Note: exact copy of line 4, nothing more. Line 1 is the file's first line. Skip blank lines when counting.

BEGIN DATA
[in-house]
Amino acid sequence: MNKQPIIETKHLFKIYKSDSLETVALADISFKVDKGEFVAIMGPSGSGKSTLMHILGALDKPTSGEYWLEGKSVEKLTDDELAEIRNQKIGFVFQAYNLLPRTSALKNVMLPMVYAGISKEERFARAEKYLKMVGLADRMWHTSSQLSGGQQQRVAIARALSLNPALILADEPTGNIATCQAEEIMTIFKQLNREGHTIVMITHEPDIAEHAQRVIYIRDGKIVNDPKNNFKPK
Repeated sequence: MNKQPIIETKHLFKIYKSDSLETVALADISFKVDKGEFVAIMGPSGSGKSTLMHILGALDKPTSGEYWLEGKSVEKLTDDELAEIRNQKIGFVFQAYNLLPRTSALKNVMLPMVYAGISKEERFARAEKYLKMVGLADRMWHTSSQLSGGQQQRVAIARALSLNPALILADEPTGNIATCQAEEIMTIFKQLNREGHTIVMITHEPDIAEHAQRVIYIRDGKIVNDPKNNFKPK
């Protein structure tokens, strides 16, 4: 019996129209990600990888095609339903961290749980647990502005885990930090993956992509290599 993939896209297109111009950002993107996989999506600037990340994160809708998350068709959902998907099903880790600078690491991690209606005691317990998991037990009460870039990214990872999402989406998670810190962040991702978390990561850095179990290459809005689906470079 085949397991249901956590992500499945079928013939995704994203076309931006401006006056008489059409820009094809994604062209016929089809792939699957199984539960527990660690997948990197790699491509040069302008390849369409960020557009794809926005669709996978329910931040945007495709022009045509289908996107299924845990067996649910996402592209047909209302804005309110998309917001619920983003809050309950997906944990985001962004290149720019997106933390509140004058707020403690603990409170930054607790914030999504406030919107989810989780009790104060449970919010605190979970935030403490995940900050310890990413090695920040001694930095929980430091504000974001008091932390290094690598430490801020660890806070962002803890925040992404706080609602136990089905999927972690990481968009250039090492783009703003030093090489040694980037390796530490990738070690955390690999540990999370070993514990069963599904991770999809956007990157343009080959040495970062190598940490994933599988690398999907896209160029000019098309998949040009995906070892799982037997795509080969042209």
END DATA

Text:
């Protein structure tokens, strides 16, 4: 019996129209990600990888095609339903961290749980647990502005885990930090993956992509290599 993939896209297109111009950002993107996989999506600037990340994160809708998350068709959902998907099903880790600078690491991690209606005691317990998991037990009460870039990214990872999402989406998670810190962040991702978390990561850095179990290459809005689906470079 085949397991249901956590992500499945079928013939995704994203076309931006401006006056008489059409820009094809994604062209016929089809792939699957199984539960527990660690997948990197790699491509040069302008390849369409960020557009794809926005669709996978329910931040945007495709022009045509289908996107299924845990067996649910996402592209047909209302804005309110998309917001619920983003809050309950997906944990985001962004290149720019997106933390509140004058707020403690603990409170930054607790914030999504406030919107989810989780009790104060449970919010605190979970935030403490995940900050310890990413090695920040001694930095929980430091504000974001008091932390290094690598430490801020660890806070962002803890925040992404706080609602136990089905999927972690990481968009250039090492783009703003030093090489040694980037390796530490990738070690955390690999540990999370070993514990069963599904991770999809956007990157343009080959040495970062190598940490994933599988690398999907896209160029000019098309998949040009995906070892799982037997795509080969042209």